Fire in old buildings

The devastating fire at the Grade I listed, 18th century National Trust mansion at Clandon Park, Surrey, once again highlights the need to do everything we can to protect old buildings. Whatever the size of the building, there are simple measures that can be taken to reduce the risk of fire, ensure early warning of a problem and help deal with the aftermath if the worst happens.

Reducing the risks

  • Always ensure chimneys are safe before lighting a fire and have them lined if necessary. They should be professionally swept on a regular basis.
  • Have a fire blanket readily to hand in the kitchen and at least one fire extinguisher on each floor of the building.
  • Have wiring checked regularly by a qualified electrical and replace old fuse boxes with consumer units that have circuit breakers which quickly isolate circuits if there’s a problem.
  • Damage caused by mice chewing through electrical cables is a very real fire risk. If this is problem, talk to your electrician about using a more durable alternative to the normal PVC type cable, partially in areas such as roof spaces.
  • Never allow smoking in or around the building during renovation work and avoid ‘hot works’ such as the use of blow torches wherever possible. Where such works are necessary, ensure contractors understand the risks. Stop all hot works at least an hour before leaving the site and make sure the area is thoroughly checked before locking up.
  • Consider the presence of interconnecting voids and gaps in the structure of an old building that can significantly hasten the spread of fire.
  • In vulnerable areas, consider using intumescent products that expand and char in the event of fire, slowing it spread. These include paints, collars around services where they pass through walls and strips fitted to the edges of fire doors.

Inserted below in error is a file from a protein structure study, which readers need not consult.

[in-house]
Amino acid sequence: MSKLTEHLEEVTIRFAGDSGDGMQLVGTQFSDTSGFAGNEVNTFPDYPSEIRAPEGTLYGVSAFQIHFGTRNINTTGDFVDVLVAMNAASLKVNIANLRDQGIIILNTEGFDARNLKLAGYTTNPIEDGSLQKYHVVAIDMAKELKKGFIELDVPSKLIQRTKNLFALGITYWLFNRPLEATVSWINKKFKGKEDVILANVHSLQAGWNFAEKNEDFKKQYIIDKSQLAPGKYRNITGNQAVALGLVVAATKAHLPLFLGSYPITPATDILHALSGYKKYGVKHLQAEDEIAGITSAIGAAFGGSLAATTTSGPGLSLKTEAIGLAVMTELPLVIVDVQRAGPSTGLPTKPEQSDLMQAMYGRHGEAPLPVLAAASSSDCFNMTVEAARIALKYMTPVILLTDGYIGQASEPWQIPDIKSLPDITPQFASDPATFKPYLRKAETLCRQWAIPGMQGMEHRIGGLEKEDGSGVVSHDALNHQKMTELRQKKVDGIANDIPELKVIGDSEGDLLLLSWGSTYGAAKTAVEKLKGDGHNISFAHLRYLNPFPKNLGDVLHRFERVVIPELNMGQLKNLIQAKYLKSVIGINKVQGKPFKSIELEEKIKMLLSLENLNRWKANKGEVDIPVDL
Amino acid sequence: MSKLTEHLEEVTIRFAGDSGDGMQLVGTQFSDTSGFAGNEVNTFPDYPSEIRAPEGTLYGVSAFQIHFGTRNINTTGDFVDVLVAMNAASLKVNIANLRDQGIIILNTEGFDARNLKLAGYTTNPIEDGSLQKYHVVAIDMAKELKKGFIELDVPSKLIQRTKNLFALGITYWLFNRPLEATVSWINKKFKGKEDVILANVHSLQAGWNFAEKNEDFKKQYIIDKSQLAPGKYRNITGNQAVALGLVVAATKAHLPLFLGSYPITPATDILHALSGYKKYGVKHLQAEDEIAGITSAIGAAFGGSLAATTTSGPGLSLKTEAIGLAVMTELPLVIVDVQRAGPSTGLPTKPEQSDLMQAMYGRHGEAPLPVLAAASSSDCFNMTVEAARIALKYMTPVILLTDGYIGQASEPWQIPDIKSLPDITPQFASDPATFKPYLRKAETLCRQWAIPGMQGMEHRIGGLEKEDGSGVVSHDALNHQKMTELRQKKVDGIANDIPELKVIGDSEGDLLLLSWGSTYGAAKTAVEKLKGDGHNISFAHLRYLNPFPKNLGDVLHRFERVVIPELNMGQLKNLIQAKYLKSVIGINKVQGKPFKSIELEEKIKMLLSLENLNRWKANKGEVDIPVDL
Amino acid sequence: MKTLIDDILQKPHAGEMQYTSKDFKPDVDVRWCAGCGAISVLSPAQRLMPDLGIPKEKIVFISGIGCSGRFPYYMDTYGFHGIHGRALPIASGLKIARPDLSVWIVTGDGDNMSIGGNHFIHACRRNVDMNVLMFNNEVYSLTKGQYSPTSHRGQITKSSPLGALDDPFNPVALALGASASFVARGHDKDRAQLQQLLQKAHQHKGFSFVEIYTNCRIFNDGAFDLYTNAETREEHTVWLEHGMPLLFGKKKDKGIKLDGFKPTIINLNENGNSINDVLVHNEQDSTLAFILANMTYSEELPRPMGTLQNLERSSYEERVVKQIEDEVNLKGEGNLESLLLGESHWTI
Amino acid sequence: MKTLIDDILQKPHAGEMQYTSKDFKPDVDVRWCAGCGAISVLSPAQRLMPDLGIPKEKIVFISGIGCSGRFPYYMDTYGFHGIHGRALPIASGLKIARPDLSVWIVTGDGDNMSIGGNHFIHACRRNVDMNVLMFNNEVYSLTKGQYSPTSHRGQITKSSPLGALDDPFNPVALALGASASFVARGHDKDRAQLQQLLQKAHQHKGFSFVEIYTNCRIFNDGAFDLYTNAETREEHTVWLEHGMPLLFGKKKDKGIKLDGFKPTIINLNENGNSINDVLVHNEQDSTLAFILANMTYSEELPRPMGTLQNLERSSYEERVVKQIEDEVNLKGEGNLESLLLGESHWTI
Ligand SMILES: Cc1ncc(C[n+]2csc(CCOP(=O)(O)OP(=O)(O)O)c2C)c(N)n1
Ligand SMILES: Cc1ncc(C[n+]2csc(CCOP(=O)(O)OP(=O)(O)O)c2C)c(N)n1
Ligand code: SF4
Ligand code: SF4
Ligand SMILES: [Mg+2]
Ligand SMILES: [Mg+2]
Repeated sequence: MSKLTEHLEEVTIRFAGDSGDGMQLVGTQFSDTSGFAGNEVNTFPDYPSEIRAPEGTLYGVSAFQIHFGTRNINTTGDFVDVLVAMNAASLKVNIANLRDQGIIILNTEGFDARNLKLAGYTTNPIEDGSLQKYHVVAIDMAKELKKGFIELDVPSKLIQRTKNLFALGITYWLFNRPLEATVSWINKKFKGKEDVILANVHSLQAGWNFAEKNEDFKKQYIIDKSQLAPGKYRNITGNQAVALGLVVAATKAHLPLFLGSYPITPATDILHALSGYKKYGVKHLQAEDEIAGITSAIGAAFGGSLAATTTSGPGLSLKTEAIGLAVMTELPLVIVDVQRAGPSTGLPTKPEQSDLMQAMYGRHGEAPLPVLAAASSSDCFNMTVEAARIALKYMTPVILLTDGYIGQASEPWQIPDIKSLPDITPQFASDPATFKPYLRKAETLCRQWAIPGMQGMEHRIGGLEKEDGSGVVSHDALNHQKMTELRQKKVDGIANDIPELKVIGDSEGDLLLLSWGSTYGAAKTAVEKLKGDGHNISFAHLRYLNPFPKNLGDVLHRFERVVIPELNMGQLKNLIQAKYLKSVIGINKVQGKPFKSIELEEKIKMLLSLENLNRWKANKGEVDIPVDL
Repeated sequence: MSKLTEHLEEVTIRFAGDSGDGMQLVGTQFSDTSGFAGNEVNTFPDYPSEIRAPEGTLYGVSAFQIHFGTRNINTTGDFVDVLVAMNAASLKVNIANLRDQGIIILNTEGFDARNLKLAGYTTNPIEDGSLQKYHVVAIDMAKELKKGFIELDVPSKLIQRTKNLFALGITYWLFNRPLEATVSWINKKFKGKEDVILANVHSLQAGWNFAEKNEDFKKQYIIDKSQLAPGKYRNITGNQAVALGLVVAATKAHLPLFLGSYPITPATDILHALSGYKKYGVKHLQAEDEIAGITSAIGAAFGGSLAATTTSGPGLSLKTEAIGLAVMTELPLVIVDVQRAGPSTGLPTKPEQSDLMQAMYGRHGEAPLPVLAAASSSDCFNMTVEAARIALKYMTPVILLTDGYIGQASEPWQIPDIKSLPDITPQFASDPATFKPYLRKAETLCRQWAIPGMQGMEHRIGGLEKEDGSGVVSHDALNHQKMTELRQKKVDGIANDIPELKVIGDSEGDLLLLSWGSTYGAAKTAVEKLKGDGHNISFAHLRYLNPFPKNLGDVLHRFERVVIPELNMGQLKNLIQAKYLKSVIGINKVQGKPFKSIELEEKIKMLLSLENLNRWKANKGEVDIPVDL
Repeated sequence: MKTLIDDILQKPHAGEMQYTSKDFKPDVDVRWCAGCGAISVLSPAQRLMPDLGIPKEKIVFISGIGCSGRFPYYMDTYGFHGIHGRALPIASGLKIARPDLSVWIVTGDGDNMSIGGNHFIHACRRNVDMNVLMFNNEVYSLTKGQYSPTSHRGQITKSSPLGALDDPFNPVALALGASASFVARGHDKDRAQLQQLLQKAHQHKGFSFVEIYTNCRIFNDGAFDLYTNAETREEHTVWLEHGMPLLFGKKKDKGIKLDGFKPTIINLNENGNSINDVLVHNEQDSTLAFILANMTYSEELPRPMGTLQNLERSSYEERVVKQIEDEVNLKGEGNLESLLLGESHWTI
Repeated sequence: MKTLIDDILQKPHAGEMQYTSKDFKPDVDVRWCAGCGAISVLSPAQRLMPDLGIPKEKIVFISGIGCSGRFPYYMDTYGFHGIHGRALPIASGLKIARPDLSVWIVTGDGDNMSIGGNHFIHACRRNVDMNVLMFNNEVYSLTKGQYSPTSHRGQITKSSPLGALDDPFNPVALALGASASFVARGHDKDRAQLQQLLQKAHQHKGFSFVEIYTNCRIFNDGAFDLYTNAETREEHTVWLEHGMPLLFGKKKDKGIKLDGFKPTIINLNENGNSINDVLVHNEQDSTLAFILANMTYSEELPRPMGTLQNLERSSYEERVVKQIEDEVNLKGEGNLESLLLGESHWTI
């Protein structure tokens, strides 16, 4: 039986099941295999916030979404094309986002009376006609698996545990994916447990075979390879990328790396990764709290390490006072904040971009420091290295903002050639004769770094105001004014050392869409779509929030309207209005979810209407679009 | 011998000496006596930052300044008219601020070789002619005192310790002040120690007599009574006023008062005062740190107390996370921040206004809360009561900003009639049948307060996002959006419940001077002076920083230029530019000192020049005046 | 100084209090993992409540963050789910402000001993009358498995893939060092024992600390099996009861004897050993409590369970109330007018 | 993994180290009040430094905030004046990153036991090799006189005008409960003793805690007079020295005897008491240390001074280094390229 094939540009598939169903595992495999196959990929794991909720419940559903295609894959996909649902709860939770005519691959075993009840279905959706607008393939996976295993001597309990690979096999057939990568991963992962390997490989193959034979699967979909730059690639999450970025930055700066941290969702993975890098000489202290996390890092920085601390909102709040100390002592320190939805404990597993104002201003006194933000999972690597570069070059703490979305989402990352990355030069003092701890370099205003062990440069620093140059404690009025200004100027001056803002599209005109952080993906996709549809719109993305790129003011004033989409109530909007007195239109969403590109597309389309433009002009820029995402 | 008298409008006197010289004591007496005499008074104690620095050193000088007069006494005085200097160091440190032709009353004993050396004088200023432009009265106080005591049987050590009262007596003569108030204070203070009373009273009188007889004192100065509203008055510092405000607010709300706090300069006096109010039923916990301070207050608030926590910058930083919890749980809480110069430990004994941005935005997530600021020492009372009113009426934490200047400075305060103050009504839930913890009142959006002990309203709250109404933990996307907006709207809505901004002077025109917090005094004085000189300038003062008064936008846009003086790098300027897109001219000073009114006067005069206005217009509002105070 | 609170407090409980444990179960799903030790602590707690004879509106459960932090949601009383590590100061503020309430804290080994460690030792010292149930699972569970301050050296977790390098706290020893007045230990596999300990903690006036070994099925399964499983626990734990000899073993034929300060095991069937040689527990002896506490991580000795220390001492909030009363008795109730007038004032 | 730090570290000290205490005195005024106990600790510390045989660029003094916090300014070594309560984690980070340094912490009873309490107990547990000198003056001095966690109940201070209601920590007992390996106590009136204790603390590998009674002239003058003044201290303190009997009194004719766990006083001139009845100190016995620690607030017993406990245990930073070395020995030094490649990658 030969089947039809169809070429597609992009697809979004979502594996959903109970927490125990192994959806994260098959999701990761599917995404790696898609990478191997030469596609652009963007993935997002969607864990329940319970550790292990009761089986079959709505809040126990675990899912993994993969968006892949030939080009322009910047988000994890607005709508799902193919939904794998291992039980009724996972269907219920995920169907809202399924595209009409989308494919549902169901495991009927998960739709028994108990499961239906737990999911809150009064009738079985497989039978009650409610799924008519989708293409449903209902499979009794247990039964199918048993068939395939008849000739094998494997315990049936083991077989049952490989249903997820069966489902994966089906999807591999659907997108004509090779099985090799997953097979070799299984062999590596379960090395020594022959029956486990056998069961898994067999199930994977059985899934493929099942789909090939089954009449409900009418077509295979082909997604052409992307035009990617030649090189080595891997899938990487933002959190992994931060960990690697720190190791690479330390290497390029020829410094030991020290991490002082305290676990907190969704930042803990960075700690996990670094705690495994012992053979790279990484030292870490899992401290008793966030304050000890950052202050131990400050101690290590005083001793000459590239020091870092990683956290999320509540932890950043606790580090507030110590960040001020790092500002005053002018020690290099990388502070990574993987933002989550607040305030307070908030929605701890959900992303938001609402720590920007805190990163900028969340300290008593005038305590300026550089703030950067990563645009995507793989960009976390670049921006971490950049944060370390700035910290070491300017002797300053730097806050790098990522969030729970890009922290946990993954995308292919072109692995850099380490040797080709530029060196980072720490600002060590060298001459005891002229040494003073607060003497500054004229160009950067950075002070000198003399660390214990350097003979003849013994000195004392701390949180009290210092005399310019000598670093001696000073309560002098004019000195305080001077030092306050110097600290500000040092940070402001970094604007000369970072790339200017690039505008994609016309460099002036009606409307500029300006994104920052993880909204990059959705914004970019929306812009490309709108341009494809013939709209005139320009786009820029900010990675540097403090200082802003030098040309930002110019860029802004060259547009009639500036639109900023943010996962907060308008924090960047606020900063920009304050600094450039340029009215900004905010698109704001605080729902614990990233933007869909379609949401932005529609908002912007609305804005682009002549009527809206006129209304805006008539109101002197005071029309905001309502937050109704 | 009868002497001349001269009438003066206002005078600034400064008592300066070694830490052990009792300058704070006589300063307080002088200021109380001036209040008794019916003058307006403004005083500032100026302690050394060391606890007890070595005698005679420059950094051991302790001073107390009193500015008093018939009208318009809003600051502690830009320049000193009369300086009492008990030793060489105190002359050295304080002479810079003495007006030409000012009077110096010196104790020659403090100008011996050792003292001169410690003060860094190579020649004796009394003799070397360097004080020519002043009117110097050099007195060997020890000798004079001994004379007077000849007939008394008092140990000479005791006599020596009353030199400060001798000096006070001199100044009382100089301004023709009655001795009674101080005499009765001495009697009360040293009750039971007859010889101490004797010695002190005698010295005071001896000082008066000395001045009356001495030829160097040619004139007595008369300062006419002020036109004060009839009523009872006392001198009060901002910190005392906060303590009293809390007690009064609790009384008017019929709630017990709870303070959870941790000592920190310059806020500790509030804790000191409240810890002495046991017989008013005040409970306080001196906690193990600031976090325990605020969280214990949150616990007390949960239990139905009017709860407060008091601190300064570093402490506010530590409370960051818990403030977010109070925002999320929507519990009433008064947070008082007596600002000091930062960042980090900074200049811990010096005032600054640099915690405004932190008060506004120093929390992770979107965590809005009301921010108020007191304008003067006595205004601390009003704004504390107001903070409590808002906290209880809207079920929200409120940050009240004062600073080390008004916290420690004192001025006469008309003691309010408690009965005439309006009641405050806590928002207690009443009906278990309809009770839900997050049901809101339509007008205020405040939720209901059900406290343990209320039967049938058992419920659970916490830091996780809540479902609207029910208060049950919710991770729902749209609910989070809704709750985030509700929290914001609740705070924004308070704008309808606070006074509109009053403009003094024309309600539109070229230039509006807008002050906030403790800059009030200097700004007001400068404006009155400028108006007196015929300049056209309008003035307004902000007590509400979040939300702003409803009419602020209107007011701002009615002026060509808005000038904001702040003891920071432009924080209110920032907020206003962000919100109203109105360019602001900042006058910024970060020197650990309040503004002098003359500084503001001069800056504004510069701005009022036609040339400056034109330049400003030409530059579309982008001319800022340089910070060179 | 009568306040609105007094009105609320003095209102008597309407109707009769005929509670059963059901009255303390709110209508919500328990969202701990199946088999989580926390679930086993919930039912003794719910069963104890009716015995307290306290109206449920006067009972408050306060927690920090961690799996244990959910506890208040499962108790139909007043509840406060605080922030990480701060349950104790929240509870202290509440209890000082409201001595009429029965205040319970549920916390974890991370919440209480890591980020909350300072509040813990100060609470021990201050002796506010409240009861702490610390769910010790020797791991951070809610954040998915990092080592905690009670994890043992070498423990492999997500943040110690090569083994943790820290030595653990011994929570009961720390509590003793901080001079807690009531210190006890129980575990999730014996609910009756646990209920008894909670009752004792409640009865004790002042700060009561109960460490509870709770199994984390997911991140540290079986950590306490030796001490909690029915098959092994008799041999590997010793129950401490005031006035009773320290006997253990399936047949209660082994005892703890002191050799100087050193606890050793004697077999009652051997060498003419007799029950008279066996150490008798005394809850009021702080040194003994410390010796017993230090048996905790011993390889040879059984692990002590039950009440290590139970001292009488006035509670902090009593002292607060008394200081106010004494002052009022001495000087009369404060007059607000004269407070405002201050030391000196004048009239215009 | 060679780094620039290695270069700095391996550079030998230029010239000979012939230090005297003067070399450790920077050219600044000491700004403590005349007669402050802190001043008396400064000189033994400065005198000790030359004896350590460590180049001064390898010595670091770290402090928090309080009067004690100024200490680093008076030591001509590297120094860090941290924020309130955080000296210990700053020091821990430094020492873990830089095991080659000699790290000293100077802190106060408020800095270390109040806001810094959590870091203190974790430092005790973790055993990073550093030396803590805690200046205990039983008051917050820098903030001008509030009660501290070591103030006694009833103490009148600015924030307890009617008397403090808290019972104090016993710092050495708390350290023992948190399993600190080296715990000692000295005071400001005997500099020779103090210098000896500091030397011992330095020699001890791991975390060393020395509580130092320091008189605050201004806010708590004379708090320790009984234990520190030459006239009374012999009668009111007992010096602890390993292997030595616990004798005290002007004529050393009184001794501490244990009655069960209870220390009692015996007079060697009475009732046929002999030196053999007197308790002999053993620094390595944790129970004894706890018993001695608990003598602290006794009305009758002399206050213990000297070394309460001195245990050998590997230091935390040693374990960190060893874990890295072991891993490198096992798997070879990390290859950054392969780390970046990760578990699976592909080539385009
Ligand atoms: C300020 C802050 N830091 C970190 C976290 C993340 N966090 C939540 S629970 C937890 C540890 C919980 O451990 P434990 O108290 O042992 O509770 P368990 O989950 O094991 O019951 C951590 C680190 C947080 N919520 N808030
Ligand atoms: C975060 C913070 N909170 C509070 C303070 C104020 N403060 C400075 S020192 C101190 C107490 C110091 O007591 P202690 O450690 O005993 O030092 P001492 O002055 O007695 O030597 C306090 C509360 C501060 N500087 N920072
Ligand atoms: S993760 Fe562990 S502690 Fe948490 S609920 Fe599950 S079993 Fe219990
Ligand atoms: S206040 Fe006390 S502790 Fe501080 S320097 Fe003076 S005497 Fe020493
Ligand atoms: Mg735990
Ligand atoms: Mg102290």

Early warning

  • Smoke detectors – preferably mains powered and linked to one another – are essential. They MUST be tested regularly and their batteries replaced. In thatched properties in particular, install a hard wired smoke alarm in the roof space. A heat alarm, rather than a smoke alarm, should be fitted in the kitchen. Remember that smoke alarms should generally be covered when dust is being created so, during building works, install temporary battery operated smoke alarms at strategic points which can be disposed of at the end of the job.
  • Modern intruder alarm systems are often also capable of alerting you to fire. Those connected to a remote monitoring service via a telephone line, mean that the fire brigade is called as quickly as possible, even if your home is unoccupied. This may be the difference between saving the historic fabric or losing everything, particularly if thatch is involved. Some systems are wireless, minimising the need for cable runs and damage to the building’s historic fabric.

Have a plan

  • Think about how you and your family will escape if the worst should happen, especially from upper floors.
  • Make sure you have adequate insurance and that your insurer understands the risks and legal obligations associated with old buildings, especially when listed. Remember that old buildings tend to be more expensive to repair than modern ones.
  • Take photographs and have plans, drawings and descriptions of the building; pay particular attention to unusual features and architectural details such as fireplaces, doors and ironmongery. Keep this information somewhere secure – preferably off site.
  • Consider installing a fireproof safe for small items and your most valuable documents.
  • Although, for a homeowner, it’s likely to be difficult to follow the National Trust’s example, it’s worth noting the words of Helen Ghosh, the organisation’s director general, speaking immediately after the fire at Clandon: “We are still assessing what we’ve managed to save. Having a well rehearsed, well planned salvage plan and practicing it only a few weeks ago means that we probably got out more than might have been expected and we were very well drilled and very well supported.”

Image: Roger Hunt